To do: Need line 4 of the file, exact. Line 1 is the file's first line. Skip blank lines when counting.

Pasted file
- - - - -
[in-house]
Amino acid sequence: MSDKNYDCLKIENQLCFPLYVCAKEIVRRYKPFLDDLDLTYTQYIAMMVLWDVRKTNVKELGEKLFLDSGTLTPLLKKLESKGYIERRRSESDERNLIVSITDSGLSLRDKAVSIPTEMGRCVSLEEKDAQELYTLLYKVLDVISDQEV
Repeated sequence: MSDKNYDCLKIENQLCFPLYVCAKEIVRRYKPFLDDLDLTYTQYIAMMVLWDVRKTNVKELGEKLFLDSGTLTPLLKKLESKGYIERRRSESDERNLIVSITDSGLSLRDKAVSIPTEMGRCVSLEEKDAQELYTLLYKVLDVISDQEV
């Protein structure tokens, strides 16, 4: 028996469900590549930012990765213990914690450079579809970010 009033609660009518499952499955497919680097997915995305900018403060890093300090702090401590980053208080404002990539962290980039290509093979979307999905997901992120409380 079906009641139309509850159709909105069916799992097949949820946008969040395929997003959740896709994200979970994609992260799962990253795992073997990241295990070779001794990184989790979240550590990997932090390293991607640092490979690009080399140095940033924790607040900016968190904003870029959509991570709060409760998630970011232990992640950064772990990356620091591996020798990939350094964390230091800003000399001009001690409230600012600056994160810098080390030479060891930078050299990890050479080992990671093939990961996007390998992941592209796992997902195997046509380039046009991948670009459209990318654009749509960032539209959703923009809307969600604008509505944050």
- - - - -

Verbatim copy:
């Protein structure tokens, strides 16, 4: 028996469900590549930012990765213990914690450079579809970010 009033609660009518499952499955497919680097997915995305900018403060890093300090702090401590980053208080404002990539962290980039290509093979979307999905997901992120409380 079906009641139309509850159709909105069916799992097949949820946008969040395929997003959740896709994200979970994609992260799962990253795992073997990241295990070779001794990184989790979240550590990997932090390293991607640092490979690009080399140095940033924790607040900016968190904003870029959509991570709060409760998630970011232990992640950064772990990356620091591996020798990939350094964390230091800003000399001009001690409230600012600056994160810098080390030479060891930078050299990890050479080992990671093939990961996007390998992941592209796992997902195997046509380039046009991948670009459209990318654009749509960032539209959703923009809307969600604008509505944050």